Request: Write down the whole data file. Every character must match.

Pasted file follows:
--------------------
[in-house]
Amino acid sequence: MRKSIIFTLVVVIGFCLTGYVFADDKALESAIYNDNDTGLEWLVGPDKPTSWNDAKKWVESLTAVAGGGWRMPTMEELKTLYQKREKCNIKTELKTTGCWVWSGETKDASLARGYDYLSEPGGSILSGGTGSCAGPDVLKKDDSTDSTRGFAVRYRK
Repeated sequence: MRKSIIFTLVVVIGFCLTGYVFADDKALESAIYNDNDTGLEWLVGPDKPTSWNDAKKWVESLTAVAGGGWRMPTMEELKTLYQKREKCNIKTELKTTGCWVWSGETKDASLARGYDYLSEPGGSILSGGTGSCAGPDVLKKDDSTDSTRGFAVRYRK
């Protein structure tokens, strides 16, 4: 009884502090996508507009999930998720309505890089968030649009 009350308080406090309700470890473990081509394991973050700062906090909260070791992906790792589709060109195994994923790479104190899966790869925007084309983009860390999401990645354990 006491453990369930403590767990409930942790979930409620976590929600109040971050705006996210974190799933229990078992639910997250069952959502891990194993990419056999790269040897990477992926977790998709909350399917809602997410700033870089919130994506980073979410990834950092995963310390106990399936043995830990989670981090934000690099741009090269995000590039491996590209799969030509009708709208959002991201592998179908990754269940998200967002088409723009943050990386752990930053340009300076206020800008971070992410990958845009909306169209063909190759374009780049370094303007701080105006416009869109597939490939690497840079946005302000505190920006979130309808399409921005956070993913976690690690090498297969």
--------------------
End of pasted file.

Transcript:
[in-house]
Amino acid sequence: MRKSIIFTLVVVIGFCLTGYVFADDKALESAIYNDNDTGLEWLVGPDKPTSWNDAKKWVESLTAVAGGGWRMPTMEELKTLYQKREKCNIKTELKTTGCWVWSGETKDASLARGYDYLSEPGGSILSGGTGSCAGPDVLKKDDSTDSTRGFAVRYRK
Repeated sequence: MRKSIIFTLVVVIGFCLTGYVFADDKALESAIYNDNDTGLEWLVGPDKPTSWNDAKKWVESLTAVAGGGWRMPTMEELKTLYQKREKCNIKTELKTTGCWVWSGETKDASLARGYDYLSEPGGSILSGGTGSCAGPDVLKKDDSTDSTRGFAVRYRK
């Protein structure tokens, strides 16, 4: 009884502090996508507009999930998720309505890089968030649009 009350308080406090309700470890473990081509394991973050700062906090909260070791992906790792589709060109195994994923790479104190899966790869925007084309983009860390999401990645354990 006491453990369930403590767990409930942790979930409620976590929600109040971050705006996210974190799933229990078992639910997250069952959502891990194993990419056999790269040897990477992926977790998709909350399917809602997410700033870089919130994506980073979410990834950092995963310390106990399936043995830990989670981090934000690099741009090269995000590039491996590209799969030509009708709208959002991201592998179908990754269940998200967002088409723009943050990386752990930053340009300076206020800008971070992410990958845009909306169209063909190759374009780049370094303007701080105006416009869109597939490939690497840079946005302000505190920006979130309808399409921005956070993913976690690690090498297969």